4) Wag the Dog:
       This is the life-imitating-art scenario. In the new movie (which I foolishly described as unrealistic a few weeks ago), a president on the verge of re-election is accused of groping a Firefly Girl in the White House. To change the subject, his advisers call in Hollywood help to create a phony war with Albania. Somewhat eerily, the White House yesterday released a letter from Clinton to Congress about Albania. More likely is a war with Iraq. This would change the headlines and, if Clinton finally toppled Saddam Hussein, maybe even temper the verdict of history.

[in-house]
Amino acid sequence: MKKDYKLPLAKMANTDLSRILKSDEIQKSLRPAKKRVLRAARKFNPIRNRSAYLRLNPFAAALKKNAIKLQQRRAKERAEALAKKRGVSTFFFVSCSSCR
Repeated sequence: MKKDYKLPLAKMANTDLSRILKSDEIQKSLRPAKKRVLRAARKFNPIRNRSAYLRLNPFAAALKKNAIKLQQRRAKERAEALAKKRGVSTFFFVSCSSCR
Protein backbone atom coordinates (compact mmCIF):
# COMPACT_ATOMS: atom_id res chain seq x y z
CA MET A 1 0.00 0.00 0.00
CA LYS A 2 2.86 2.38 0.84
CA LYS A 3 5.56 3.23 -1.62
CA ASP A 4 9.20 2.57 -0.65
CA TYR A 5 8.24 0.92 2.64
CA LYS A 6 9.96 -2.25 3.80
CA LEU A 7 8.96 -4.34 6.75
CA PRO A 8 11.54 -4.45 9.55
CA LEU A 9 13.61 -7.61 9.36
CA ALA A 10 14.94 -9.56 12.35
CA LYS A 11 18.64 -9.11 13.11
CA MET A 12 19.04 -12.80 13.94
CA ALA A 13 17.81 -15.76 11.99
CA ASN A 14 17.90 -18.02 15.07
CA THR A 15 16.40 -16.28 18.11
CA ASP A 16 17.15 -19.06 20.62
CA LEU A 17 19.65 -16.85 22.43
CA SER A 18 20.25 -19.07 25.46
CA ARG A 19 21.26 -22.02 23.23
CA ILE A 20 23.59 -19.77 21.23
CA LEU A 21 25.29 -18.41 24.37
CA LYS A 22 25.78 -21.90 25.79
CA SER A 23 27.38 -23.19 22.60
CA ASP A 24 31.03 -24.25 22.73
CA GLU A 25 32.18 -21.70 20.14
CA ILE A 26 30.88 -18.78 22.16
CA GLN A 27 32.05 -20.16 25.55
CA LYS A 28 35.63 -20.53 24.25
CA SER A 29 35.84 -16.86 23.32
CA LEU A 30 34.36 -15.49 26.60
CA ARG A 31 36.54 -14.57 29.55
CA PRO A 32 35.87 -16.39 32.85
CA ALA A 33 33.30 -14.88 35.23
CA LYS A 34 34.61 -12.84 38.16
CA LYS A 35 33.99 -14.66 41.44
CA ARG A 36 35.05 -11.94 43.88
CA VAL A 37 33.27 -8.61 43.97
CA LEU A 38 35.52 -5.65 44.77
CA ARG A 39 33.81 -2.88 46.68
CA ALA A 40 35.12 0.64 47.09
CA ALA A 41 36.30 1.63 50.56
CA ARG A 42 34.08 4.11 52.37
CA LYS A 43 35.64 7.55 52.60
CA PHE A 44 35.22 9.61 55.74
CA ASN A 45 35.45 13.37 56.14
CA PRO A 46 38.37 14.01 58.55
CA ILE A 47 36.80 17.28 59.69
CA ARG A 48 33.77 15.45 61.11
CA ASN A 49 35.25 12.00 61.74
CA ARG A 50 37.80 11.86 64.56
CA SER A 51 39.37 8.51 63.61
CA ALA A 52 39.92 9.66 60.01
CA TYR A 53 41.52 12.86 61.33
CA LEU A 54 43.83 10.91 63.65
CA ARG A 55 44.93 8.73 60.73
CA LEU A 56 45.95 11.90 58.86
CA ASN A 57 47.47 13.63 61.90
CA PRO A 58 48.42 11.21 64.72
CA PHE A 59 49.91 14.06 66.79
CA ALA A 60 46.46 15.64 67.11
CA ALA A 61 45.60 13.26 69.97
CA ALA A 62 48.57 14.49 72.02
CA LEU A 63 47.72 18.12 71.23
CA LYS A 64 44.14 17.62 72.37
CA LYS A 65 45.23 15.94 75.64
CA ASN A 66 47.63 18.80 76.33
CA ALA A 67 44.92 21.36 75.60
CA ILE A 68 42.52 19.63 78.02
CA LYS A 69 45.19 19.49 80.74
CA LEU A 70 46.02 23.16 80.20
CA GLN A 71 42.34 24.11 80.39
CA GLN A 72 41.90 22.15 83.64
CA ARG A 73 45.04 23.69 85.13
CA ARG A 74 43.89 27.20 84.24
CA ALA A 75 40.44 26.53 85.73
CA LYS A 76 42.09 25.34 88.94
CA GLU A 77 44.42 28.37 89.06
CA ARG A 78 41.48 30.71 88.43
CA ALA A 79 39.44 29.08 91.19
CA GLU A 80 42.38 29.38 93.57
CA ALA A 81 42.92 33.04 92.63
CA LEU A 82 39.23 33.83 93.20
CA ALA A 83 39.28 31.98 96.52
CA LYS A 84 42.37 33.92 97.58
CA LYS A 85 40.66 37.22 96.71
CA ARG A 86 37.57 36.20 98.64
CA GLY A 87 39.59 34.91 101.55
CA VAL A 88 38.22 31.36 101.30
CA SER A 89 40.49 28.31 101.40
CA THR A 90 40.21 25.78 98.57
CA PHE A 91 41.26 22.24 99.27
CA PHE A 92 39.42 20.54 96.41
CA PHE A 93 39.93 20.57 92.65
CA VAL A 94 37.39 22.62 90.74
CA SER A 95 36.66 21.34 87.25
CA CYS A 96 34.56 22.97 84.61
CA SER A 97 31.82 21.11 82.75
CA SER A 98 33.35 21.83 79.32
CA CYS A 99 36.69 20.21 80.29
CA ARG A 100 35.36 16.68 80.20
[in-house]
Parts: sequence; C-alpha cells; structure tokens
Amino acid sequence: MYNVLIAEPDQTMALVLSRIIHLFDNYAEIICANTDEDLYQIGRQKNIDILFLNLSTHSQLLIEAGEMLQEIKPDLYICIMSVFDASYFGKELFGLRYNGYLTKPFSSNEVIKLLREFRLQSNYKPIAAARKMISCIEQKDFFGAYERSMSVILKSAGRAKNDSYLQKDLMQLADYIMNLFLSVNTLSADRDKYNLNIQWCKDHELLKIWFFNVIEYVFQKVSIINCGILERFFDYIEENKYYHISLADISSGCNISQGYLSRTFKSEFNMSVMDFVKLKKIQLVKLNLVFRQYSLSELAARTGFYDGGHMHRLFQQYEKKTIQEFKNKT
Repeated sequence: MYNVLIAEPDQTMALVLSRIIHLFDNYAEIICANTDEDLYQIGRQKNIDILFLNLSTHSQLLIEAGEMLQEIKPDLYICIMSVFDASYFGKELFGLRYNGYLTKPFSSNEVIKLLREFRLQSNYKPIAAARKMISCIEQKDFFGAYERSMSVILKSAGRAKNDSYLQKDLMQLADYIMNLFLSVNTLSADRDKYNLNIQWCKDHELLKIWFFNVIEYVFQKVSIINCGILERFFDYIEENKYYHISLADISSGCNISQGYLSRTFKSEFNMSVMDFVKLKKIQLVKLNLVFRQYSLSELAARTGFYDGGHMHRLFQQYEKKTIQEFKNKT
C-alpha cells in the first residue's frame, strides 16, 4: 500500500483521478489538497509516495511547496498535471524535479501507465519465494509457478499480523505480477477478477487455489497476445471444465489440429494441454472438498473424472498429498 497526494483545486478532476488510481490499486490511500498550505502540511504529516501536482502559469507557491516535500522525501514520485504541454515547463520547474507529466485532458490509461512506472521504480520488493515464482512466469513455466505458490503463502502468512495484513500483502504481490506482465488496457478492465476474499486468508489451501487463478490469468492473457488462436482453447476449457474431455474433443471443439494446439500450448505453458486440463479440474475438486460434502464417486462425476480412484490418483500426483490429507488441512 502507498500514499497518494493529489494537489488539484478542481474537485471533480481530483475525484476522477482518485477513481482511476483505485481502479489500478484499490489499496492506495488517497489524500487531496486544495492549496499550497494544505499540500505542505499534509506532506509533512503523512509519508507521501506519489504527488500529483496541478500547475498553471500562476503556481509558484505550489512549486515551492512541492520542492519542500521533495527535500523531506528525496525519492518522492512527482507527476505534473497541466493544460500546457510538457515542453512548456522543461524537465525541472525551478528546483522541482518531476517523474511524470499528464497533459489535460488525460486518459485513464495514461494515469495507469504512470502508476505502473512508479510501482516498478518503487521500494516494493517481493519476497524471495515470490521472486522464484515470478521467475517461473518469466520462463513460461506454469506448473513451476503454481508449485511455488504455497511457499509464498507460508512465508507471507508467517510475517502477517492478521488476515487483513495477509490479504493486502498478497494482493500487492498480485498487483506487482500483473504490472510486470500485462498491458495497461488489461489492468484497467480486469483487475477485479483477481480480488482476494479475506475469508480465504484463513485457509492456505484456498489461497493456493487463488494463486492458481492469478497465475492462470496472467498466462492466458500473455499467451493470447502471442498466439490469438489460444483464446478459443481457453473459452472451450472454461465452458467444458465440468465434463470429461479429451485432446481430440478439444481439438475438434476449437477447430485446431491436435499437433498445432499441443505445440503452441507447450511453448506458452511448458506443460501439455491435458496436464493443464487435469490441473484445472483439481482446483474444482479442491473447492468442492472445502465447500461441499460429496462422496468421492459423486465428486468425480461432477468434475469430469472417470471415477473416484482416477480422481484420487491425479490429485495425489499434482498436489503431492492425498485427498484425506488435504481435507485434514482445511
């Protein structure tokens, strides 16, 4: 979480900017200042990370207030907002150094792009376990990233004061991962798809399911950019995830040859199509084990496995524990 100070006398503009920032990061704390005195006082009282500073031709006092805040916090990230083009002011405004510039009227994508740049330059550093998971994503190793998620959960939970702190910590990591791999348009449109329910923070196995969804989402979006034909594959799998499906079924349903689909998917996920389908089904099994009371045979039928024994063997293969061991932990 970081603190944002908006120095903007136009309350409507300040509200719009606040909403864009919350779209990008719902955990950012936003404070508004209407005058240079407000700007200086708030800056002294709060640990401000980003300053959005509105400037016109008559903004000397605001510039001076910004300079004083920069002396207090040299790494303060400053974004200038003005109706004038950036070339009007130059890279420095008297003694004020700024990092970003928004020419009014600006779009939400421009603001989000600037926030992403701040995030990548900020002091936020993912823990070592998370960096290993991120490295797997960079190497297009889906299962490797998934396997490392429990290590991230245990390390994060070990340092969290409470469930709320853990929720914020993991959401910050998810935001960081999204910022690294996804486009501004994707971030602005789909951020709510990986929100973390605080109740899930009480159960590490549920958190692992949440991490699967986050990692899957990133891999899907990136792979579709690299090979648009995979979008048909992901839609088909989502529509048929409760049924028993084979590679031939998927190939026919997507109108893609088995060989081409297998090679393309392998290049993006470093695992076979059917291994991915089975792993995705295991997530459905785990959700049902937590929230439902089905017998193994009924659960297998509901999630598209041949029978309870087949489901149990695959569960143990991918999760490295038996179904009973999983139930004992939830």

Odds of Success: 2 percent.
       If the movie hadn't just come out, this strategy might be preferred. But if Clinton bombs Baghdad now, commentators will be quick to suggest he got the idea from the film. In fact, an escalating crisis with Iraq is a major argument for a quick, patriotic resignation. If we need to fight a war with Iraq, we need a president with the confidence of the country to prosecute it, not one who's being prosecuted.

Jacob Weisberg is Slate's chief political correspondent.